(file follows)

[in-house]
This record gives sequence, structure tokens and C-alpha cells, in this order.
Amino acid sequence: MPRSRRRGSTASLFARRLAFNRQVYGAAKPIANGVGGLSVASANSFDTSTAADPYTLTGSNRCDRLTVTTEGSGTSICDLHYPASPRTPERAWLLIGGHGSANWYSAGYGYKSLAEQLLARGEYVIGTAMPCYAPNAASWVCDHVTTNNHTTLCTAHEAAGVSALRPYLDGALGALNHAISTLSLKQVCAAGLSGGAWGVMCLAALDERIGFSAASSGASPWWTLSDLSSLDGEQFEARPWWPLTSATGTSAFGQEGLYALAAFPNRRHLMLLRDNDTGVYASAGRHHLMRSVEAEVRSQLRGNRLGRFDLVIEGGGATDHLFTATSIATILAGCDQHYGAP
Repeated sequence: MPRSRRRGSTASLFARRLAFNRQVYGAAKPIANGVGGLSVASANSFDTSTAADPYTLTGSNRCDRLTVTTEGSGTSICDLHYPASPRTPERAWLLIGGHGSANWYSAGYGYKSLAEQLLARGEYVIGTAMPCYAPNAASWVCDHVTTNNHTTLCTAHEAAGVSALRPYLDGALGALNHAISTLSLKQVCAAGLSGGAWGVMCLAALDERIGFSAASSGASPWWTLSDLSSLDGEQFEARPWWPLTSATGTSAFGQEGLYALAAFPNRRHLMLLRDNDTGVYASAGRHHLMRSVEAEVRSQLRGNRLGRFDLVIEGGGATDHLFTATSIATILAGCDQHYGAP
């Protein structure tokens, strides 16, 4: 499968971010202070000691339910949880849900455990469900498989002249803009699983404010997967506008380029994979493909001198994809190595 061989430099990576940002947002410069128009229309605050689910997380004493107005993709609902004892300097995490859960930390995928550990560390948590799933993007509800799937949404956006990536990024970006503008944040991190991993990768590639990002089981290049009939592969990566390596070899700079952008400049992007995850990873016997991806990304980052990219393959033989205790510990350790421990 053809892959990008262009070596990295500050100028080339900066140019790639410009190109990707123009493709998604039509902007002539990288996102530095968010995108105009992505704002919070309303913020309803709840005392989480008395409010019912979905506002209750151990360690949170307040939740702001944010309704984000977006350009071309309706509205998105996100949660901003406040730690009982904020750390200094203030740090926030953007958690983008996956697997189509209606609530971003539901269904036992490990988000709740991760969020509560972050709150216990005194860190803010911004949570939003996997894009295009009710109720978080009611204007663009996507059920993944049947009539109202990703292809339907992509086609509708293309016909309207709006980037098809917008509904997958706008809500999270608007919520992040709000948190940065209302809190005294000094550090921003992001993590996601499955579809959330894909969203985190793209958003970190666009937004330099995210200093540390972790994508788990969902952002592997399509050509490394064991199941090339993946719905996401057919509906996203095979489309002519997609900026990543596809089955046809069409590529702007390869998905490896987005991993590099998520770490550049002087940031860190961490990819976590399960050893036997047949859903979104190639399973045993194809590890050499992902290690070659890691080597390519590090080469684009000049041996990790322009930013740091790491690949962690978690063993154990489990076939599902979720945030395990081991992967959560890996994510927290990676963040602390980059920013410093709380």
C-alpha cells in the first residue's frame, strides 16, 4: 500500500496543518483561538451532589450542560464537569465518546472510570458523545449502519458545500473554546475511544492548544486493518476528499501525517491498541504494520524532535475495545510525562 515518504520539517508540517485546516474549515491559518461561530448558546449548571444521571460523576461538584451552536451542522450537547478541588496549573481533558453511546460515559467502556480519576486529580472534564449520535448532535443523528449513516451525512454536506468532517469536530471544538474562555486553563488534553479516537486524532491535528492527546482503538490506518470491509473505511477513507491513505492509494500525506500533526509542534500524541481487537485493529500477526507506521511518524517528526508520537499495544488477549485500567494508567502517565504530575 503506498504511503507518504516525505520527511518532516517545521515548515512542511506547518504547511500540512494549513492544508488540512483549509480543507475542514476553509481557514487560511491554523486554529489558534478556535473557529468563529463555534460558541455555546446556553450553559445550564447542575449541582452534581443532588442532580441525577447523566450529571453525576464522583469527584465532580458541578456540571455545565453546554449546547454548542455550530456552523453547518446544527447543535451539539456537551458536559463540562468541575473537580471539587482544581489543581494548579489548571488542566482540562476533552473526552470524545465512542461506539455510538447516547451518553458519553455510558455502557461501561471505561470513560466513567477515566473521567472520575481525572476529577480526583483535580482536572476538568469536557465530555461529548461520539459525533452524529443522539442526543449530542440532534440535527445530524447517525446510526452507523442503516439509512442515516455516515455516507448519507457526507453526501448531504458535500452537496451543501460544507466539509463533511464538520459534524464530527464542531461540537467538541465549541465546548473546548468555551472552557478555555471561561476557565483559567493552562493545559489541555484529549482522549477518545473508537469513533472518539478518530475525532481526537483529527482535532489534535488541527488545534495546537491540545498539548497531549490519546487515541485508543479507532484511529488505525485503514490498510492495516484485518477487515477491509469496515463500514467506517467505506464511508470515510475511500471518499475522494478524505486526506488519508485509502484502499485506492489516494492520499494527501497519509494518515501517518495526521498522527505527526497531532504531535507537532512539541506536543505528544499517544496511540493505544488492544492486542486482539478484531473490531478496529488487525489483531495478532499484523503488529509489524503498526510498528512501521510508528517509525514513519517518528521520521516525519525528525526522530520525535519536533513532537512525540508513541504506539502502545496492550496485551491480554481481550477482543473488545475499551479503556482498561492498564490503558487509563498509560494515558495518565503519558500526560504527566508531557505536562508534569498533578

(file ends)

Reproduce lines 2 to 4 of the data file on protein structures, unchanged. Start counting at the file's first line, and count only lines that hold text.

This record gives sequence, structure tokens and C-alpha cells, in this order.
Amino acid sequence: MPRSRRRGSTASLFARRLAFNRQVYGAAKPIANGVGGLSVASANSFDTSTAADPYTLTGSNRCDRLTVTTEGSGTSICDLHYPASPRTPERAWLLIGGHGSANWYSAGYGYKSLAEQLLARGEYVIGTAMPCYAPNAASWVCDHVTTNNHTTLCTAHEAAGVSALRPYLDGALGALNHAISTLSLKQVCAAGLSGGAWGVMCLAALDERIGFSAASSGASPWWTLSDLSSLDGEQFEARPWWPLTSATGTSAFGQEGLYALAAFPNRRHLMLLRDNDTGVYASAGRHHLMRSVEAEVRSQLRGNRLGRFDLVIEGGGATDHLFTATSIATILAGCDQHYGAP
Repeated sequence: MPRSRRRGSTASLFARRLAFNRQVYGAAKPIANGVGGLSVASANSFDTSTAADPYTLTGSNRCDRLTVTTEGSGTSICDLHYPASPRTPERAWLLIGGHGSANWYSAGYGYKSLAEQLLARGEYVIGTAMPCYAPNAASWVCDHVTTNNHTTLCTAHEAAGVSALRPYLDGALGALNHAISTLSLKQVCAAGLSGGAWGVMCLAALDERIGFSAASSGASPWWTLSDLSSLDGEQFEARPWWPLTSATGTSAFGQEGLYALAAFPNRRHLMLLRDNDTGVYASAGRHHLMRSVEAEVRSQLRGNRLGRFDLVIEGGGATDHLFTATSIATILAGCDQHYGAP